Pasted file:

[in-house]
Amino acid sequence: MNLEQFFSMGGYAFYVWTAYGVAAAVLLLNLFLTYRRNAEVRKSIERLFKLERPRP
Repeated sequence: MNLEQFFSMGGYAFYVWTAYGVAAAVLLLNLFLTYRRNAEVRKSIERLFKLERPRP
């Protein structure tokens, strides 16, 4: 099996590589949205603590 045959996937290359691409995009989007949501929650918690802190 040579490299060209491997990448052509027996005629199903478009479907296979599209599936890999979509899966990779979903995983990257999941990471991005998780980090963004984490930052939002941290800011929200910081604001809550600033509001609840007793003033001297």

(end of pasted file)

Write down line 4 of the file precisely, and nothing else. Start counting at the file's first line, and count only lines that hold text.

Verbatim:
């Protein structure tokens, strides 16, 4: 099996590589949205603590 045959996937290359691409995009989007949501929650918690802190 040579490299060209491997990448052509027996005629199903478009479907296979599209599936890999979509899966990779979903995983990257999941990471991005998780980090963004984490930052939002941290800011929200910081604001809550600033509001609840007793003033001297």